Rutgers Business School students who are weighing an MBA in real estate will have a chance to hear directly from industry leaders next week, as the Rutgers Center for Real Estate hosts its first-ever career seminar since the program was launched roughly two years ago.Slated for 2:30 p.m. Wednesday, March 23, at the school’s Newark campus, the seminar will bring students together with active professionals who represent a range of disciplines within the real estate sector, according to its organizers. They include everything from developers and brokers to a lender and a mortgage broker.
“This career seminar is really an exceptional opportunity for the students,” said Paul Profeta, a member of the Center for Real Estate’s executive committee. “They are going to be able to see the titans of New Jersey’s real estate in one room answering their questions.”
Profeta, president and owner of West Orange-based Paul V. Proteta and Associates Inc., said he has seen the success of comparable real estate career seminars at Harvard Business School and Columbia Business School. He will be among the speakers during the 90-minute program and will give his insights as a value-added investor.
The program’s other speakers include:
- Christopher Paladino of New Brunswick Development Corp., a developer of office and mixed-use buildings
- George Jacobs of Jacobs Enterprises Inc., a shopping center developer
- Jeff Milanaik of Bridge Development Partners LLC, an industrial developer
- Ronald Ladell of AvalonBay Communities Inc., a multifamily developer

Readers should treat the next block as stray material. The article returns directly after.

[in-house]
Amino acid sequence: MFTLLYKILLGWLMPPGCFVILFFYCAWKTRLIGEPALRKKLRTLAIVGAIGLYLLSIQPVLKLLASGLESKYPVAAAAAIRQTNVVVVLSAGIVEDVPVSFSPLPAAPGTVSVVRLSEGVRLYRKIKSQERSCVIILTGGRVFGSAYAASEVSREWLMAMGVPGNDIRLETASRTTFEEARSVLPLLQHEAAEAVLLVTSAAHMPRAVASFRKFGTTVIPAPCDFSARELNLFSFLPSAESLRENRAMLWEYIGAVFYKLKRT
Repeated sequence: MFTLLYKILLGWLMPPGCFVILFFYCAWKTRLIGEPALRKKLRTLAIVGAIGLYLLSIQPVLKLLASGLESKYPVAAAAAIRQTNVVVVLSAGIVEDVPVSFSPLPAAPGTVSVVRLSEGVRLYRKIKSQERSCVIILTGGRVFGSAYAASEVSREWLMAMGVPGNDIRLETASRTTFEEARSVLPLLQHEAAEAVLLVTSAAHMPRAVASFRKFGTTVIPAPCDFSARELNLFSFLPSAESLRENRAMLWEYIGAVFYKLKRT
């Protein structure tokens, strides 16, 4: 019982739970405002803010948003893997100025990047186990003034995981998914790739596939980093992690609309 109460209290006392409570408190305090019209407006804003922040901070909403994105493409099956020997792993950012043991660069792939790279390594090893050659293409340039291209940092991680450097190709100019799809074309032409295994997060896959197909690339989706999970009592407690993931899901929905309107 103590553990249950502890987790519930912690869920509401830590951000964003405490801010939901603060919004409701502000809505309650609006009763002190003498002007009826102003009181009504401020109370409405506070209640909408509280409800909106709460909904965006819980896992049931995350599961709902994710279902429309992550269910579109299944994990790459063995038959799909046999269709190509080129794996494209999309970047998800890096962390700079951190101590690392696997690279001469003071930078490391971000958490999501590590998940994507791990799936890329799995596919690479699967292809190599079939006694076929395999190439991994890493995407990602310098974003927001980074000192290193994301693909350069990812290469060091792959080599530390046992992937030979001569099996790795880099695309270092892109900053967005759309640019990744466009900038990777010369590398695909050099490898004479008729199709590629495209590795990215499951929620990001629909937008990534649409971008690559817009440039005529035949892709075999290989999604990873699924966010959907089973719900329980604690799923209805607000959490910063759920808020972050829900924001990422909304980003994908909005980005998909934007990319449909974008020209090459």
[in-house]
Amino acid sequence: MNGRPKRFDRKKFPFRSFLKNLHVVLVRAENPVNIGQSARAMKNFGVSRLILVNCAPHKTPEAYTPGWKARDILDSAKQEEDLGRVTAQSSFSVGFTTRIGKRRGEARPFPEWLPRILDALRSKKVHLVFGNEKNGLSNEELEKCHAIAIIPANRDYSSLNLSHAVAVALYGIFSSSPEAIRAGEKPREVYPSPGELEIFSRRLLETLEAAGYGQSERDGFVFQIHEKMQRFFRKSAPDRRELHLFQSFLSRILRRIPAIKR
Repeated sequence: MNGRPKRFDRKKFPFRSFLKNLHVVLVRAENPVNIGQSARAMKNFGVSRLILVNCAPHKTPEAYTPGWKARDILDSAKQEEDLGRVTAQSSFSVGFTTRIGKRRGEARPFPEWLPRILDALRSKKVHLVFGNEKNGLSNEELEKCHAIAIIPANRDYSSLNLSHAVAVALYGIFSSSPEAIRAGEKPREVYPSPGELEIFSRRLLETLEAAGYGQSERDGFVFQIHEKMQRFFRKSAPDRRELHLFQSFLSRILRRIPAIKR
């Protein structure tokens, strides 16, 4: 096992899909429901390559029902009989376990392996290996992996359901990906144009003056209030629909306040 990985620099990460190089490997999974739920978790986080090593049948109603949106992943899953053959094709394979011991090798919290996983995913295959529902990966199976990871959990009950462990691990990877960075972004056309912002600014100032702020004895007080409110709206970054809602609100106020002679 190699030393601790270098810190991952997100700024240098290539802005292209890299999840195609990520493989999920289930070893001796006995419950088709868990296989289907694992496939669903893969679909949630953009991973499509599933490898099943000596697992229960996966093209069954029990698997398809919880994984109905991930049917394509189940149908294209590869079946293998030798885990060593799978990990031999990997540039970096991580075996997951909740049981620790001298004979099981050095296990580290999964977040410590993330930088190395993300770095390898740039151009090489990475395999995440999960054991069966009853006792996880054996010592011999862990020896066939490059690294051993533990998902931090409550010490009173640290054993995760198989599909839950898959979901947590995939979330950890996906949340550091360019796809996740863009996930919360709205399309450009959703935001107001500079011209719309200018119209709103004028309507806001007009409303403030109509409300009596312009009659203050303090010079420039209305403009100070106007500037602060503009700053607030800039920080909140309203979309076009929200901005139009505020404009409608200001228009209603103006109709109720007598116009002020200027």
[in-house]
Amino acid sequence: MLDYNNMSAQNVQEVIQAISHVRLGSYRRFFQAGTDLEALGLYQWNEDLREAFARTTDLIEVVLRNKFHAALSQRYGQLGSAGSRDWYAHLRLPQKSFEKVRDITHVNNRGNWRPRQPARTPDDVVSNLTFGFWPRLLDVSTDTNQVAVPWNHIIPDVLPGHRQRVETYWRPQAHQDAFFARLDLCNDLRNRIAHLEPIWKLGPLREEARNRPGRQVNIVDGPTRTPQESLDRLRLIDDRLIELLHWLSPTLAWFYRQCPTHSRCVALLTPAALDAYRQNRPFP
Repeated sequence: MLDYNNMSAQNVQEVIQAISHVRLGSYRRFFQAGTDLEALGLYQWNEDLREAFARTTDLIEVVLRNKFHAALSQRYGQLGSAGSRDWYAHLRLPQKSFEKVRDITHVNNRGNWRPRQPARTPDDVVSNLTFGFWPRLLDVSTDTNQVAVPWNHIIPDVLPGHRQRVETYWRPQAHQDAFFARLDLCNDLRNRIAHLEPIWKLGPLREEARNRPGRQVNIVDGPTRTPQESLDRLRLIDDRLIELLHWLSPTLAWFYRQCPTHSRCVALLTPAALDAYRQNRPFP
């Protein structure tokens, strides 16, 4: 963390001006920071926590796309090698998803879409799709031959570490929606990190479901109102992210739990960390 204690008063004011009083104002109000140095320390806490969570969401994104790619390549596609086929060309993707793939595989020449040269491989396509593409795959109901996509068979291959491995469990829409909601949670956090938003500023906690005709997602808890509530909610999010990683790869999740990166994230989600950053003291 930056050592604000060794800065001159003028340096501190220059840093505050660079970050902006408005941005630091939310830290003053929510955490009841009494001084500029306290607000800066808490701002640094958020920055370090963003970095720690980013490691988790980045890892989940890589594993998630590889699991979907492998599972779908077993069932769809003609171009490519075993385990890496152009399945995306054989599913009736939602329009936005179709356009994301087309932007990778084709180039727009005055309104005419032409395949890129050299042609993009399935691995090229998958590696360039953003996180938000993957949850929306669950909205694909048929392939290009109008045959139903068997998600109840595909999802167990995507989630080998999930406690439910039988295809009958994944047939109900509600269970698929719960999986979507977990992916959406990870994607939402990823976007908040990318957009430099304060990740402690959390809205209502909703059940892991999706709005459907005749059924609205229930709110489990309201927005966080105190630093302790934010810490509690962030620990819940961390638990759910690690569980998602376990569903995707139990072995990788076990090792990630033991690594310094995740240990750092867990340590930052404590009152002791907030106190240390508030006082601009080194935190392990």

- David Bernhaut of Cushman & Wakefield of New Jersey, an investment sales broker
- Robert Donnelly of Cushman & Wakefield of New Jersey, a leasing broker
- Walter Sierotko of Provident Bank, a lender
- Ray Cirz of Integra Realty Resources, an appraiser
- Mark Scott of Commercial Mortgage Capital, a mortgage broker
- Chris Johnson of Hollister Construction Services, a construction manager
Profeta, who donated $1.5 million to Rutgers in 2013 to help it establish a chair in real estate, said the seminar will be critical to helping Rutgers students decide whether to pursue another degree. He added that “young men and women, interested in a successful business career, have to make a calculation when deciding whether or not to pursue an MBA.”
“Basically the equation is this: they are going to interrupt their earnings stream for at least two years and incur significant debt in anticipation of obtaining a substantially better paying job upon graduation,” Profeta said. “If the right hand side of the equation appears inviting to them, they take the plunge.”